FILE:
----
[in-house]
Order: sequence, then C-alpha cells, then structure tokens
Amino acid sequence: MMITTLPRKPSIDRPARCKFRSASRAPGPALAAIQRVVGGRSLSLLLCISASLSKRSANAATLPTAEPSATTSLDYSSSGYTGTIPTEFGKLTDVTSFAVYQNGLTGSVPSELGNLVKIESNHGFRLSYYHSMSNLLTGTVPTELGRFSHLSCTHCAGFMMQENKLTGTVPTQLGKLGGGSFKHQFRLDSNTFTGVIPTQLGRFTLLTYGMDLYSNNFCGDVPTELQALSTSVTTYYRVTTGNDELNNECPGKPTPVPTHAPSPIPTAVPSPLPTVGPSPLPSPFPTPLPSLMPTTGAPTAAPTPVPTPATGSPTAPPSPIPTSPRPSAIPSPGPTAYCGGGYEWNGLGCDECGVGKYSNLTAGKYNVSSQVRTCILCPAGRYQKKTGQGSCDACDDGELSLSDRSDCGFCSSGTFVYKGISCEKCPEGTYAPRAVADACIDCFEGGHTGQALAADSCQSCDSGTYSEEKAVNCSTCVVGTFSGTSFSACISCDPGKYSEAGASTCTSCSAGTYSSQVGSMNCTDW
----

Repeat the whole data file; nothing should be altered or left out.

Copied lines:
[in-house]
Order: sequence, then C-alpha cells, then structure tokens
Amino acid sequence: MMITTLPRKPSIDRPARCKFRSASRAPGPALAAIQRVVGGRSLSLLLCISASLSKRSANAATLPTAEPSATTSLDYSSSGYTGTIPTEFGKLTDVTSFAVYQNGLTGSVPSELGNLVKIESNHGFRLSYYHSMSNLLTGTVPTELGRFSHLSCTHCAGFMMQENKLTGTVPTQLGKLGGGSFKHQFRLDSNTFTGVIPTQLGRFTLLTYGMDLYSNNFCGDVPTELQALSTSVTTYYRVTTGNDELNNECPGKPTPVPTHAPSPIPTAVPSPLPTVGPSPLPSPFPTPLPSLMPTTGAPTAAPTPVPTPATGSPTAPPSPIPTSPRPSAIPSPGPTAYCGGGYEWNGLGCDECGVGKYSNLTAGKYNVSSQVRTCILCPAGRYQKKTGQGSCDACDDGELSLSDRSDCGFCSSGTFVYKGISCEKCPEGTYAPRAVADACIDCFEGGHTGQALAADSCQSCDSGTYSEEKAVNCSTCVVGTFSGTSFSACISCDPGKYSEAGASTCTSCSAGTYSSQVGSMNCTDW